Both lead actors remind me of other people. I kept mistaking Giovagnoli for a perky, wide-eyed Melanie Lynskey, which is fine because I love Melanie Lynskey. This endeared me somewhat to her character, despite the fact that the Luce is a poster child for privileged rich white girl. I almost stopped the movie after a few minutes when Luce and her friends skip into a jewelry store though; they’re buying matching necklaces for some Christmas party while she has just maxed out her parents’ credit card to buy a nice watch for her boyfriend of three months. Bennett, on the other hand, is not so lucky in this department. I kept seeing pharma bro Martin Shkreli, apologies to Bennett and fans of Mean Girls.

In fairness, the plot is no worse than anything you’ve seen before on UP. There’s conflict of the existential and the romantic sort. Will the dog park meet its end? Does this mean one of the dog walkers will regain the hundred pounds she lost? Can lonely dog walker woman find true love without her canine matchmaker? Will Dean find out who Luce really works for? It all ends predictably, that is to say happily. You just have to watch a circus of amateurs tumbling around in order to get there.

ADCT lacks nuanced acting and writing, of course. I mean, the reason why dog-hating Luce is walking dogs is because she has no money and her parents are off doing some charity gig in Botswana, leaving her and her little brother alone for Christmas. She seems nonchalant about it, but this arrangement seems like a big deal and Luce probably needs to talk to someone about it. But fine, go walk them dogs.

Having forfeited an hour and a half, however, I will commend the movie for its characterization of Missy, Luce’s boss and husband of dog park killer. I expected her to be a one note ninny, and she is for most part. But she also surprises by being a decent person when called upon and by standing by Luce when the easy thing would have been to pit the two women against each other.

Released: 2015
Dir: Letia Clouston
Writer: Jake Helgren
Cast: Jonathan Bennett, Lexi Giovagnoli, Dina Meyer, Patrick Muldoon, Jennifer Joseph
Time: 86 min
Lang: English
Country: United States
Network: UPtv
Reviewed: 2018

Hailey Dean Mystery: Dating is Murder (2017)

I find dating a drag too, but murder? That’s a bit hyperbolic, unless you’re in Hailey Dean world, in which case dating does prove to be a deadly affair. It’s a game that the former attorney turned therapist gets ensnared in when a family friend is found stabbed and buried under a pile of leaves in the woods. The victim is a well known fitness personality in the area, and suspicion first falls on people in that orbit. The owner of a start-up shoe company is targeted because he suffered losses to his reputation and finances after she negatively reviewed his revolutionary new shoe. But another lead opens up when Hailey connects the case with an unsolved murder and notices that both victims used Penguin App, the sexy dating alternative to Tinder, OK Cupid, and a drunken night out at the bar with your friends.

I think the lesson to be learned here is not that dating is murder but that dating apps are sketchy AF. Anonymous dates are creepy, not mysterious and tantalizing. Hailey’s (Kellie Martin) friend and coworker, Sabrina (Emily Holmes), is an eager Penguin App user and thinks nothing of it when her date plays coy and doesn’t reveal any personal information. Needless to say, it’s no surprise when things don’t go according to plan. Communication is also a super important lesson. Besides getting the fundamental details about your dinner date’s identity, you should also make sure you and your long-term date are on the same page. Hailey and her coroner boyfriend, Jonas (Matthew MacCaull), need non-solving-murder related hobbies since she at least is consumed by this and every other case. He’s tagging along because he likes her and he’s got useful coroner skills. But these two really should talk things out.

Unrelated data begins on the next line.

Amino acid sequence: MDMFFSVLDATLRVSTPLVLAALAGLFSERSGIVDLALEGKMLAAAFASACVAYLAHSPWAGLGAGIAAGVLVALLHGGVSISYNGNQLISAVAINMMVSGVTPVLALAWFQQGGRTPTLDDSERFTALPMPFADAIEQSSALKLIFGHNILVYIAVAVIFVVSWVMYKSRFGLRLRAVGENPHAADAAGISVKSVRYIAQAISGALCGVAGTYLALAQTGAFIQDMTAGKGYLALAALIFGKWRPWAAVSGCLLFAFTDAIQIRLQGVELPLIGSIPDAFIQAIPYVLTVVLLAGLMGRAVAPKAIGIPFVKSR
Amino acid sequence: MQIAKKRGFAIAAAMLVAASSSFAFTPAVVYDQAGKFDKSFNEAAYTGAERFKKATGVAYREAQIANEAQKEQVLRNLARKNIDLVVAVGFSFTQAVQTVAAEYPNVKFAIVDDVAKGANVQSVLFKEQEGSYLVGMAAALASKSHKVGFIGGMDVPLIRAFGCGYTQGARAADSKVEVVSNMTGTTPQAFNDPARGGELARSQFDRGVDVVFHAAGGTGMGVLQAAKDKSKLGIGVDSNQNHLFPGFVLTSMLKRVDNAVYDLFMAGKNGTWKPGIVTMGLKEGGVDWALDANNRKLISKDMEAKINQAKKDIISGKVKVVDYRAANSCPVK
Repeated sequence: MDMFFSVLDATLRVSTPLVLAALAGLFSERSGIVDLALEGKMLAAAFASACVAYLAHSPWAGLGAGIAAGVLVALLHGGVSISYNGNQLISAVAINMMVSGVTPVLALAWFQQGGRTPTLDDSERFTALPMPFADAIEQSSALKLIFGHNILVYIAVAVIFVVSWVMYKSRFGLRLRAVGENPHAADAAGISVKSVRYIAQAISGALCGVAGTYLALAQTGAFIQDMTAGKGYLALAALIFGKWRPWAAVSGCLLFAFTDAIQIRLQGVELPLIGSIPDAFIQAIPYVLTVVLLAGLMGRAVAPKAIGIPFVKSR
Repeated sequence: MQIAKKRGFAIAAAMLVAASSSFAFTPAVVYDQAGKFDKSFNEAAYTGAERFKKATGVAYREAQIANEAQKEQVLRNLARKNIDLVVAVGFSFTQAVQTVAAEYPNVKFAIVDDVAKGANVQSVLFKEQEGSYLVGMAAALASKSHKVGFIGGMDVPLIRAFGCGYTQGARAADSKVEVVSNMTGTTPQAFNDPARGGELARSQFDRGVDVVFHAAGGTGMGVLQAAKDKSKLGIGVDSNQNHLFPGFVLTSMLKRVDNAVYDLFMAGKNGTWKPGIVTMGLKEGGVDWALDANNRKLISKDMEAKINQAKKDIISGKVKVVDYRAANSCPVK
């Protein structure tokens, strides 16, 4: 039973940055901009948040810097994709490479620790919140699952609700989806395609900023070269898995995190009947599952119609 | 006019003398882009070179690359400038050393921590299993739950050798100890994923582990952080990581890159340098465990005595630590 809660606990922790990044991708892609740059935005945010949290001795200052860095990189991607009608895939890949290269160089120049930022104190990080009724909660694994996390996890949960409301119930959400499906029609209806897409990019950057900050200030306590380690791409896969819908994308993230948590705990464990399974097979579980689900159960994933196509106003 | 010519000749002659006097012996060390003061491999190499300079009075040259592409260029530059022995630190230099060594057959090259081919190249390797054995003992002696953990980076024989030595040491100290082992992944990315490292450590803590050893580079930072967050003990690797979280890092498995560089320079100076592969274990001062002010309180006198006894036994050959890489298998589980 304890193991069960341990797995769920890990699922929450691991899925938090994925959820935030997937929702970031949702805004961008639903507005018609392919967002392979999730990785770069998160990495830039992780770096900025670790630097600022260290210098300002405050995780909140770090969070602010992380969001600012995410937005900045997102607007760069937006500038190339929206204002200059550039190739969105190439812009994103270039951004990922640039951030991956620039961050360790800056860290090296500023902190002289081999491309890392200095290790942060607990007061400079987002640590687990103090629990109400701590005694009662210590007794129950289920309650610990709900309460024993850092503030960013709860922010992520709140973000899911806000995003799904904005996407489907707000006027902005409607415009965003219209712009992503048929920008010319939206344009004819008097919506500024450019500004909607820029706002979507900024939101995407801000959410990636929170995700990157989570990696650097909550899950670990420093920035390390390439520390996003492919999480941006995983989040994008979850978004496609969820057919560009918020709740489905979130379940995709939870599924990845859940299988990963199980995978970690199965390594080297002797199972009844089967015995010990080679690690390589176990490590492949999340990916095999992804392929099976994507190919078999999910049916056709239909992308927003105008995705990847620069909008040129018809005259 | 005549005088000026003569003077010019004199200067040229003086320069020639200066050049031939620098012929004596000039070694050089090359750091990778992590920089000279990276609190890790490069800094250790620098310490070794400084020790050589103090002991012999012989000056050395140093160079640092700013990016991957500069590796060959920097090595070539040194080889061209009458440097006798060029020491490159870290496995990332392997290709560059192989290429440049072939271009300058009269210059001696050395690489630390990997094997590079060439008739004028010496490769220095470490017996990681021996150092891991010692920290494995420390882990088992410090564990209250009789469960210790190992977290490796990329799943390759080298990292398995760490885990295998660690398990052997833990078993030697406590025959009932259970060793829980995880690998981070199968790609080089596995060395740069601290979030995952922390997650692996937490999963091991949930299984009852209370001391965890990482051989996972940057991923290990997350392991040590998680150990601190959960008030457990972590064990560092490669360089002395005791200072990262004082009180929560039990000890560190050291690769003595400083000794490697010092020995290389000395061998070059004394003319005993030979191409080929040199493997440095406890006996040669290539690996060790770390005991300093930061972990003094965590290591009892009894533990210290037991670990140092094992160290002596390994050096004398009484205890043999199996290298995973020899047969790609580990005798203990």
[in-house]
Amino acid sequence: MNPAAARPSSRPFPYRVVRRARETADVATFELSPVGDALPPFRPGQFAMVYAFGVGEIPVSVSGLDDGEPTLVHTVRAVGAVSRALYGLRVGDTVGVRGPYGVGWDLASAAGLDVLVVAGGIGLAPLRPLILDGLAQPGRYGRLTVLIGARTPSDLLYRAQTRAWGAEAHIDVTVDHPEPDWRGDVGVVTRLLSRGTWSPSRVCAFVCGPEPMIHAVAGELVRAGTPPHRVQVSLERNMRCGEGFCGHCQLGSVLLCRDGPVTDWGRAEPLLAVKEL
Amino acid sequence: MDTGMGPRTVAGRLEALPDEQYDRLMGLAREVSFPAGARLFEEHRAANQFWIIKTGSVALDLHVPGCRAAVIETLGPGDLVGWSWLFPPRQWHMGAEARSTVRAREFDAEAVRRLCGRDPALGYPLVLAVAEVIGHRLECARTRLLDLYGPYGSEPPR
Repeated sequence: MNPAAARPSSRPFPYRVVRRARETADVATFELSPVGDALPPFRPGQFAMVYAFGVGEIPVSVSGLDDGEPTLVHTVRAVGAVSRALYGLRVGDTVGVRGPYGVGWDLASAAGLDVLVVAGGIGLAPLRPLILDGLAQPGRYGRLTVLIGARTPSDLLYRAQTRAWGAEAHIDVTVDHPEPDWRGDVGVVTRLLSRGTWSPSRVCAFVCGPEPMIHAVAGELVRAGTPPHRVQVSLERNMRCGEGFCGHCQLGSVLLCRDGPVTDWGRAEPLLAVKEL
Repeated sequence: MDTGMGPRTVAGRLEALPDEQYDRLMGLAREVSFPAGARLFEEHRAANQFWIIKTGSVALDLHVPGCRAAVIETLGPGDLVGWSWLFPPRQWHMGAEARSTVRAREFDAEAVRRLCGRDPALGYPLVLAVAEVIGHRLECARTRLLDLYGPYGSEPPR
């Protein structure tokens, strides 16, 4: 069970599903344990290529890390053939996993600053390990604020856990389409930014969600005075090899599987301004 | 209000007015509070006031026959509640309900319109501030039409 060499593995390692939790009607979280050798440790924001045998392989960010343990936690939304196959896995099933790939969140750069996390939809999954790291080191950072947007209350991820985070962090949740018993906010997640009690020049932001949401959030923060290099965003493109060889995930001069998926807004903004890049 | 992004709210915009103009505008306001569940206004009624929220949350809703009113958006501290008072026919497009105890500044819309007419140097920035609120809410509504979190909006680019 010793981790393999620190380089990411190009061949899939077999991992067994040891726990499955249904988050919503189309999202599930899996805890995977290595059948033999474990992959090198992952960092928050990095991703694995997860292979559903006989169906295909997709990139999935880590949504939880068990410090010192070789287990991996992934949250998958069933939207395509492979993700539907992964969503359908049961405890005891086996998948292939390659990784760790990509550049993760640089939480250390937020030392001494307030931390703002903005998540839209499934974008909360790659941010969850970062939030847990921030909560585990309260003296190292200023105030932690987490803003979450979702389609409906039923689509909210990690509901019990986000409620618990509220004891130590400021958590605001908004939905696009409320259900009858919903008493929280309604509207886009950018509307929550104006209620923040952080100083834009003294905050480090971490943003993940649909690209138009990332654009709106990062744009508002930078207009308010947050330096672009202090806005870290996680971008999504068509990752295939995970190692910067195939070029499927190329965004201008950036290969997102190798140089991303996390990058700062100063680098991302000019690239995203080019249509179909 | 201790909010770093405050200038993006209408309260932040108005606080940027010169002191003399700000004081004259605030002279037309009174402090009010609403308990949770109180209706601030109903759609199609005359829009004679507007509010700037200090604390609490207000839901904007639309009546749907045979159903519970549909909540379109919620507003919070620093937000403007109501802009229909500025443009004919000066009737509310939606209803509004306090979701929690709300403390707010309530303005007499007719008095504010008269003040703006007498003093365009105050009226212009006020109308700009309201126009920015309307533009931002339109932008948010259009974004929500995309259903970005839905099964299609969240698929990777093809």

There’s not much else to say about this movie. This is one of those clean, no-nonsense scripts that is as trim as it gets. It executes all the elements of a TV mystery in a straightforward way with little fuss. Hailey and her team of police detective and attorney friends are slow to pick up on the dating app connection and how they can use it to catch the killer, but then again, technology and Hallmark don’t make the most natural pairing. The efficiency of the plot is what makes the movie kind of boring. Nancy Grace, who wrote the books this series is based on, has a cameo that shouts at you from the screen, but these are starting to prove as distracting as Stan Lee’s appearances in Marvel films.

I haven’t given up on Hailey Dean and still like what I’ve seen so far. She’s different from the other Hallmark sleuths because she’s a victim of a violent crime herself. The cases are personal, not just a little something on the side to keep her and her friends entertained. Plus, the last film revealed a potential new direction for the series, one that explores Hailey’s own hunt for justice. If future movies push this storyline, the series can only improve. Until then, this film merely gets a passing grade.

Highlight for spoilers: It’s Jessica. It was always Jessica, and we knew it because she couldn’t hide the fact that she still had a thing for Wade. Jealousy’s a bitch, but it shouldn’t make you a killer. However, Wade’s growing profile meant that Jessica’s crush, her long-time work buddy and fellow nerd was seeking companionship outside their bubble. When he started using the app that they developed together, it was a step too far. She created a ghost account to track his dates and then made sure they never went out with Wade, or anyone else, again.

Released: 2017
Dir: Michael Robinson
Writer: Michelle Ricci
Cast: Kellie Martin, Giacomo Baessato, Viv Leacock, Matthew MacCaull, Emily Holmes, Toby Levins, Kieran Sequoia
Time: 83 min
Lang: English
Country: United States
Network: Hallmark Movies and Mysteries
Reviewed: 2018